The approach to the Crater is along a laneway in La Boiselle. Note that the ground is wet. Note also, the undulations in the ground. Leftovers from the area being shelled so much.
The pathway to the Crater.
Note shrubs on the far side that give a sense of perspective on just how huge this thing is. About 100yds across, these are on the lip of the crater.
About 30yds deep, the red wreaths in the bottom are about two feet in diameter.
Taken from the far side, again, a sense of perspecitive.
The path in and out. Note the old shell holes on either side. As noted above, it had just stopped raining when we arrived so the clay was rather slippery.
Three people in our group fell and had clay remembrances on their jeans for the rest of the day.
Back again. The sign has been updated with a website sticker.
The ground was dry, today.
This sign is new.
Marker found on the far side.
Reclamation of war dead is still an ongoing process as is the maintenance of cemeteries.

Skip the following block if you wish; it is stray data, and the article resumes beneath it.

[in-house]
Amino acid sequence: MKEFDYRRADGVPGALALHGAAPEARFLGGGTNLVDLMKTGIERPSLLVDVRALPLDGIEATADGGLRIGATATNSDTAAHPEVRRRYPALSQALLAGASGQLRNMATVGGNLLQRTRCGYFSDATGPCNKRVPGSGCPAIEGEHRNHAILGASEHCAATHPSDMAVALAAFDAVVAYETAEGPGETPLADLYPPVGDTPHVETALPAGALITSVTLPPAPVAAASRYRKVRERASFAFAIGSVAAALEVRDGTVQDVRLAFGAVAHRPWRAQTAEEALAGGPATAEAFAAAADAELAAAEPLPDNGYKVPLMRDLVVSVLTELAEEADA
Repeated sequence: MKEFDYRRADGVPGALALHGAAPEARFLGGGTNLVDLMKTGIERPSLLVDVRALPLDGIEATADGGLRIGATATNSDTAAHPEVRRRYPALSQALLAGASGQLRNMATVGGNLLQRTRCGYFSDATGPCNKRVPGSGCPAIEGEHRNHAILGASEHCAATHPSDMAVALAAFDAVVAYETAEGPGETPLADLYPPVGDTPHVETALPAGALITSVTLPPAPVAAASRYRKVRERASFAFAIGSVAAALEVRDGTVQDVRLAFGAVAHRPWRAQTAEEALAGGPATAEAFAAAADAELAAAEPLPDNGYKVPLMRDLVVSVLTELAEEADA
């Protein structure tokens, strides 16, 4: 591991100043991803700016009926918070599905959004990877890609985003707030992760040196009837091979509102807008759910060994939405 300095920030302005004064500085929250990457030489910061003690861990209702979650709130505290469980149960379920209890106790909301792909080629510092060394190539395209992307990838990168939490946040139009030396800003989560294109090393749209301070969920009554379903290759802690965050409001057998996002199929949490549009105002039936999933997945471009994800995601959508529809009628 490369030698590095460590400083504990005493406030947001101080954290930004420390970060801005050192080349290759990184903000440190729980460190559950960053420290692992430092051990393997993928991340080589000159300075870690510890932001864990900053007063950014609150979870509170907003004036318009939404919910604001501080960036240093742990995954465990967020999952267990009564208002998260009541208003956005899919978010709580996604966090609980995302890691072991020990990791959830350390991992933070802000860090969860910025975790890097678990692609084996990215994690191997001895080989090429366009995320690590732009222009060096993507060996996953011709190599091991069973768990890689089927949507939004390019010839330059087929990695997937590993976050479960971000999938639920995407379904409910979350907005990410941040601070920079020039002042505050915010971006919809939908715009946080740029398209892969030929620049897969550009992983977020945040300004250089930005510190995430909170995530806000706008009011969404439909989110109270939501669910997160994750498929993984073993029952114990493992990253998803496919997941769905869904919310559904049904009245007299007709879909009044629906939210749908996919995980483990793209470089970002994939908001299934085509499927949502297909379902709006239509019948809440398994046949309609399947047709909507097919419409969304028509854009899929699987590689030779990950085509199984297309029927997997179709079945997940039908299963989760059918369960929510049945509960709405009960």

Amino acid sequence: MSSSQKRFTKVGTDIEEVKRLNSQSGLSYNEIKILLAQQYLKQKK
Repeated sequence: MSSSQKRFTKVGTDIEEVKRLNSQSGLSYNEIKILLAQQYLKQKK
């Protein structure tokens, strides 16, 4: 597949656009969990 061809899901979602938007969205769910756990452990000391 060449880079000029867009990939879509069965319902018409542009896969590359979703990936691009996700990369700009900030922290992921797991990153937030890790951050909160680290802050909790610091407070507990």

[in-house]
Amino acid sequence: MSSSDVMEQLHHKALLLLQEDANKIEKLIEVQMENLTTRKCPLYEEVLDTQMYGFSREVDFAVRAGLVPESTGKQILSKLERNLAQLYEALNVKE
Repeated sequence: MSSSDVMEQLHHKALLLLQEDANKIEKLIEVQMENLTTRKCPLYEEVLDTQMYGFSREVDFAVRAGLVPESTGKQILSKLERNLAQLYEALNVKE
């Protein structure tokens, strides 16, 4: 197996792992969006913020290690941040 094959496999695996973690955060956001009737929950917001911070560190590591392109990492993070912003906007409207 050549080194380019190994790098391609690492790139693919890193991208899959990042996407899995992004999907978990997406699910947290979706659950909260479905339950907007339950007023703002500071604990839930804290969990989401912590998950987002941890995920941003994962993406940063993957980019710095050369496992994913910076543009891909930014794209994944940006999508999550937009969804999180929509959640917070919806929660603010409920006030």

IN MEMORY OF
22/1306 Pte GEORGE NUGENT
MISSING IN ACTION 1st JULY 1916
FOUND AT THIS SPOT 31st OCTOBER 1998
LAID TO REST
OVILLERS MILITARY CEMETERY 1st JULY 2000
Another shot from the far side for perspective.
Leaving La Boiselle. Note that the Stop sign is in English. Testimony to the number of English speakers that come to the site.
I was probably MORE awed by this thing the second time around.
The first time through, when I saw people falling on the thin veneer of water on the clay, it got me to thinking about the poor foot soldier who had to slog through a sticky and slippery quagmire of this stuff against opponents with machine-guns!
As always, your thoughts are welcome.